Which type of fire alarm system is right for you?


Published: November 2, 2022

Fire alarm..
Different types of fire alarms..

Fire alarms and smoke detectors are quite discrete (that is when they’re quiet). A small white device fitted to a ceiling or wall which goes unnoticed. You may be surprised to learn that not all fire alarms and smoke detectors are the same though. Here’s what you need to know about each type:

  • Ionisation alarms
  • Optical/photoelectric alarms
  • Heat detectors


Ionisation alarms

Smoke detectors with ionisation chambers for trigger mechanisms were industrially produced in the 1970s, becoming a standard feature in all buildings. 91% of households now owning a working smoke alarm. Before this time, in the earlier 20th century, fire alarms were huge devices reserved for important facilities, triggered by primitive heat detection.

What distinguished these new alarms from previous designs was the dependable and high sensitivity of the ionisation chamber, which could be cheaply produced. A small sample of radioactive americium-241 is placed between two electrodes, creating a steady flow of electrical current in the air between—when smoke particles disturb this air, the current dips and the alarm is triggered.

Ionisation smoke detector..

A common complaint of ionisation alarms is that they are too sensitive. It’s not uncommon for well-done toast, which produces fine and barely visible smoke, to set off a false alarm. Despite the nuisance in kitchens, ionisation alarms are indispensable in buildings at risk of a spontaneous flaming fire; these aggressive fires generate fine smoke which other detectors are less responsive to. On the other hand, ionisation alarms can be unreliable in detecting large smoke particles generated by slow, smouldering fires which are more common.


Optical/photoelectric alarms

The counterpart to ionisation alarms was designed shortly after their widespread adoption. Optical, or photoelectric alarms, were a natural response to the question: If our eyes can see big smoke particles from smouldering fires, why can’t a smoke detector be built on the same principle?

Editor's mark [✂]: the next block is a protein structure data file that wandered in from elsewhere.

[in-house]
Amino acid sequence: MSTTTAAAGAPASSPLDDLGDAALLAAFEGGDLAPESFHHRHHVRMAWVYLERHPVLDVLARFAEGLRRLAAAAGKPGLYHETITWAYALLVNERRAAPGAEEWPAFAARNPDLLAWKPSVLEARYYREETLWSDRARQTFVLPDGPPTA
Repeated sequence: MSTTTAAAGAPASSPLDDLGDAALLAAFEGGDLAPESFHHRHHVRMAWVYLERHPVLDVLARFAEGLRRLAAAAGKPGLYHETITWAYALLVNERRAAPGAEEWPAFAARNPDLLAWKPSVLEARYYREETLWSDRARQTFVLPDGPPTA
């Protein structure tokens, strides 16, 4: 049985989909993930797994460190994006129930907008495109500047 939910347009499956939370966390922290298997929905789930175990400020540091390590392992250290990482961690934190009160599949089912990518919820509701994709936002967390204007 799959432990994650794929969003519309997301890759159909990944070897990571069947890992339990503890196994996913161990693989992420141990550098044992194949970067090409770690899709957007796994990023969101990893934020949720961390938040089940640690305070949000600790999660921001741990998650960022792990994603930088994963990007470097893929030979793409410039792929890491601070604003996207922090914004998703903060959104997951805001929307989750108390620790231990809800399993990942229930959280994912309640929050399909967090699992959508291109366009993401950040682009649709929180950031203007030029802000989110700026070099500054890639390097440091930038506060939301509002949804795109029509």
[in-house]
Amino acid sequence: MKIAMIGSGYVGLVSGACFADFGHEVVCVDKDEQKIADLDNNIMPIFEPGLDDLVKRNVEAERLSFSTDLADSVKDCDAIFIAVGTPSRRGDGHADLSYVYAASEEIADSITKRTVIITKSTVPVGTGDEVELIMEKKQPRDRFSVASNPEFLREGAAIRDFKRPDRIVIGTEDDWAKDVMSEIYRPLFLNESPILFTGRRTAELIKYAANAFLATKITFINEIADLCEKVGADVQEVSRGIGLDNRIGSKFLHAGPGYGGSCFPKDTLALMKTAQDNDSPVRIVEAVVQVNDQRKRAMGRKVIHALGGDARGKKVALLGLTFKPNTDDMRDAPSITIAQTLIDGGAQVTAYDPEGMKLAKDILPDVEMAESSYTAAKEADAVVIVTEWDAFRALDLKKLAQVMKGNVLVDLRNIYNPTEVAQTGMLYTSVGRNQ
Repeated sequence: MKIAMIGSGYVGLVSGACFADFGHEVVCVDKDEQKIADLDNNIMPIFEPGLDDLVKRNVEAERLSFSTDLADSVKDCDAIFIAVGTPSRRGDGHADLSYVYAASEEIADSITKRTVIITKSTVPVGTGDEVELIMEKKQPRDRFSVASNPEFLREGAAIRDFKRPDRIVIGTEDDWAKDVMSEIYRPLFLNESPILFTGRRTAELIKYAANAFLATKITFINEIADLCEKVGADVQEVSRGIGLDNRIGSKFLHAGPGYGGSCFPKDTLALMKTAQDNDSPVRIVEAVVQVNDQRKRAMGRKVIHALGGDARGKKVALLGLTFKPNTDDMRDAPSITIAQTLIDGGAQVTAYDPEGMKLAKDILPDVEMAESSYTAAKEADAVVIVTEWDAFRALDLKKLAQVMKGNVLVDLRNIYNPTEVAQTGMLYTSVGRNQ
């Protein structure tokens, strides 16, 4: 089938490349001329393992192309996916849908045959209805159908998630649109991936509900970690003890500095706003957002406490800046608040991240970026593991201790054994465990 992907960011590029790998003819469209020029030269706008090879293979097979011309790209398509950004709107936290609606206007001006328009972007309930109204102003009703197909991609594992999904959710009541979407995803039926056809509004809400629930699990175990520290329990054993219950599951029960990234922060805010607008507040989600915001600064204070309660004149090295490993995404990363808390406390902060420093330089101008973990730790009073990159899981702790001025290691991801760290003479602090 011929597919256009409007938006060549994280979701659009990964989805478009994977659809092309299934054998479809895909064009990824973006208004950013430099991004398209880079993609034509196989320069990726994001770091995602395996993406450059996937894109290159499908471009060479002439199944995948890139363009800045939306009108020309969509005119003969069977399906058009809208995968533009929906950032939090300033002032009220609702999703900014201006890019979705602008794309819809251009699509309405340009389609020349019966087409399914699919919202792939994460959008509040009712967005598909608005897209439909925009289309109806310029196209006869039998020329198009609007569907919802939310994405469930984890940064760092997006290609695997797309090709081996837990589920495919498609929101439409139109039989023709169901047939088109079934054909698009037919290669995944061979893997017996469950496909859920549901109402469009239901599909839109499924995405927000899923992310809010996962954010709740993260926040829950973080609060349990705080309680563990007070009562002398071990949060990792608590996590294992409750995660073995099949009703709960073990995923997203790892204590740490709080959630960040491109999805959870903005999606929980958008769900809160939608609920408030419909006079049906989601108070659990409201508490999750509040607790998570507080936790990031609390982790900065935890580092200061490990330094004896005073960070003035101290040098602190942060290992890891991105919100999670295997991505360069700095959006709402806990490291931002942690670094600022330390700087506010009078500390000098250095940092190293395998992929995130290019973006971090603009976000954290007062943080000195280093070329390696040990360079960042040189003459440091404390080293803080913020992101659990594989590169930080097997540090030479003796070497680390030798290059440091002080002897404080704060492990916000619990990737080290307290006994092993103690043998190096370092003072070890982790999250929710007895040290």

By aligning a consistent light source near some photocells (which sense light), it would be easy to detect changes in how the light is scattered—particularly in the presence of visible smoke. This mechanism also came with the upside that optical triggers were less prone to the false alarms which well-done toast lovers had become accustomed to. There is also something to be said for the lack of radioactive materials required in this design!

Typically, optical alarms are the basis for detection in the majority of rooms and settings where the most likely sources of fire come from electrical cables and overheating appliances.

Optical smoke detector..

Heat alarms

There is a distinction between ‘fire alarm’ and ‘smoke detector’. Where a fire alarm detects fire by any means, a smoke detector always detects airborne particles. This brings us back to the original fire alarms originally used in the late 19th century: heat detectors.

Modern devices are available affordably and in compact size just like regular smoke alarms, and often are used as part of a wider fire safety strategy which includes smoke detectors. By measuring the air temperature with a thermistor, an alarm is triggered once the threshold is passed (usually 57°C –60°C).

Heat detectors are often used in garages or kitchens where smoke particles would frequently cause false alarms, but where a fire risk should still be monitored. They are not suitable as replacement in most rooms however, as fire is best caught in the early stages which smoke detectors are designed for.

Heat alarm.

Which is right for me?

The right type of fire alarm system for you depends on a variety of factors. Each business or facility has a unique set of fire hazards which will be identified as part of a fire risk assessment. Your fire alarm system will be factored into any fire safety plans. ISE Fire can also maintain, replace, or install suitable fire alarm systems, with options for interlinked systems which cover large workspaces and distributed facilities.

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